Detailed review by fizzytom
Gateshead, United Kingdom
The legacy of the Moors in Spain is a subject that really interests me so, when researching things to see in readiness for a visit to Girona, the Arab Baths (in Catalan they are known as El Banys Arabs) caught my attention. I learned that the baths are not operational but are really the remains of a bath house; still, with my interest in things Islamic, I made a mental note to add the attraction to my itinerary.
The baths are situated in Girona’s old town in the shadow of the wonderful church of St. Felix. They are pretty well sign-posted so shouldn’t be too difficult to find. Just inside the modest arched entrance there is a ticket booth; we paid just €2 each and were given a leaflet which, on closer inspection, turned out to be nothing more than a series of photographs of what we were about to see. You are free to wander around the baths at your leisure, though the appropriateness of the word ‘leisure’ in this instance is moot. In fact, the most leisurely pursuit open to you will be reassuring your fellow travellers that at least you paid only €2 each for the experience.
Now for the shocker: the baths are not Arab at all. They are actually Romanesque, having been built at the end of the twelfth century. They were given the epithet Arab because they were built in the Arabesque style which was popular at the time; the bathing process carried out in this series of chambers was very much the Roman variety. There was virtually no information inside the various sections of the baths to explain what went on in each room; however if you paid attention at school you should remember something of the Roman bathing process. Fortunately, Mr Fizzytom and I being Geordies, we spent many hours at school studying the Romans and their habits, ablutionary and otherwise, and visiting piles of Roman rubble in rural Northumberland; ‘tis the educational law for north eastern school children.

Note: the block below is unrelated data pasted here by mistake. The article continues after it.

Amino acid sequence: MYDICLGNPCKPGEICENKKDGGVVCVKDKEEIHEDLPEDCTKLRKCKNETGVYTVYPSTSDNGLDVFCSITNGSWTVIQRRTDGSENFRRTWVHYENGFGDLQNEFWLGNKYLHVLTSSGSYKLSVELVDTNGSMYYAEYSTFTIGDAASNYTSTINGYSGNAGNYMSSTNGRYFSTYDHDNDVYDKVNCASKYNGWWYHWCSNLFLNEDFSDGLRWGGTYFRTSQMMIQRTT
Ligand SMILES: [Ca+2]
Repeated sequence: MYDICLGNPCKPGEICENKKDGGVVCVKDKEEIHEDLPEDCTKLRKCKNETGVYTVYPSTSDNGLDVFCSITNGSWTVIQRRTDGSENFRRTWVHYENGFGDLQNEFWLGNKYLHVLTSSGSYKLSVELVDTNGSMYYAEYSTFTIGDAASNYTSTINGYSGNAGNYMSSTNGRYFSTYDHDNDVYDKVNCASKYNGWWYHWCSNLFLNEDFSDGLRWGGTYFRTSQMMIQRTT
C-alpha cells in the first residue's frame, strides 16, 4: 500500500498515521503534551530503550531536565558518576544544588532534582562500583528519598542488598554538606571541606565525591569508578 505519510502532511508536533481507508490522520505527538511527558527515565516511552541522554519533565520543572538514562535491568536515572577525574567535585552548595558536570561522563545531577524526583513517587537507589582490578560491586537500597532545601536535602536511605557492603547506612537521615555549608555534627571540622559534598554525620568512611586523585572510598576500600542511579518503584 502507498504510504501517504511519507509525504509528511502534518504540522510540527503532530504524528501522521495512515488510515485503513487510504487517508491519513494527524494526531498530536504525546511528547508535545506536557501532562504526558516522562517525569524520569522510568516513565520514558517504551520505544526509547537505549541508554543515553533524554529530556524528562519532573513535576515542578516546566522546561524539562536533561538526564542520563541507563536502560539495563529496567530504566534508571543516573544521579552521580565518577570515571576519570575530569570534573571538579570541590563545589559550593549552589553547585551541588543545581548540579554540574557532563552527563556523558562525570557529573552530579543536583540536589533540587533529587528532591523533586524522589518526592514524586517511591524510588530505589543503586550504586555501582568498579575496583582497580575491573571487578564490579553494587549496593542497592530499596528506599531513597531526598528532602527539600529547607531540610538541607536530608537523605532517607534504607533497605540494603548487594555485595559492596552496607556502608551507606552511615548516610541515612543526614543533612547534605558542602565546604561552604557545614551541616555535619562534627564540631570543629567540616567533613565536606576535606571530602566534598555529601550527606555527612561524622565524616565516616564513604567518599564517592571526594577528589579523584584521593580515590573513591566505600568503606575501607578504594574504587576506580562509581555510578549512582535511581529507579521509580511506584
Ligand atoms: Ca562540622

These baths were damaged during the thirteenth century siege if Girona and then closed in the fifteenth century. During the sixteenth century the complex became part of a Capucin convent (monks, not monkeys!) and finally in the 1920s, the municipality of Girona bought them and restored them to what you see today.
The first chamber is the 'apodyterium' which was the entrance and changing area. You can see the cubicles built into the wall; in the centre there is a small fountain and above in the roof there are little openings which admit shafts of light and make the chamber look very atmospheric. Having visited a traditional (and rather ancient) Turkish bath complex, I could see, even with the condition of the baths today, why they got the name Arab.
The next room is the 'frigidarium' as the name suggests, the cold room; however, this is at odds with the Roman bathing process as I learned it, but I can only go with the labels the rooms were given. After a good steaming in the warm and hot rooms to open the pores and be scraped clean, the bathers would make their way into the cold room to cool down and have the pores closed.
This led to the 'tepidarium or the warm room and, after that, the 'caldarium', the hot room. In this room we were able to see the remains of part of the hypocaust, the underfloor heating system which would have created the heat in what would have been an exceptionally hot room (be warned, Russian sauna enthusiasts!). Here there would have been a large bath and also a flat area lounging while one worked up a good sweat before being washed with olive oil and scraped by some poor slave with a 'strigil'.
Outside, accessed by a metal staircase, we were able to see the remains of the furnace. I have to say, however, that the view over the roof tops of old Girona was infinitely more compelling.
So there you have it; short and sweet, just like our visit. Not the most exciting place I have ever visited, but moderately interesting and rather atmospheric. Would a guided visit have been more helpful? I don’t think so: I’m au fait with the bathing habits of Romans and knew what was in front of me. For the price I couldn’t complain and it was a fair enough diversion for twenty minutes or so. Children studying the Romans at school may be interested to see the baths but would probably need a few prompts to make sense of it. Not suitable for people with mobility problems, the floors are quite uneven and there are quite a few steps.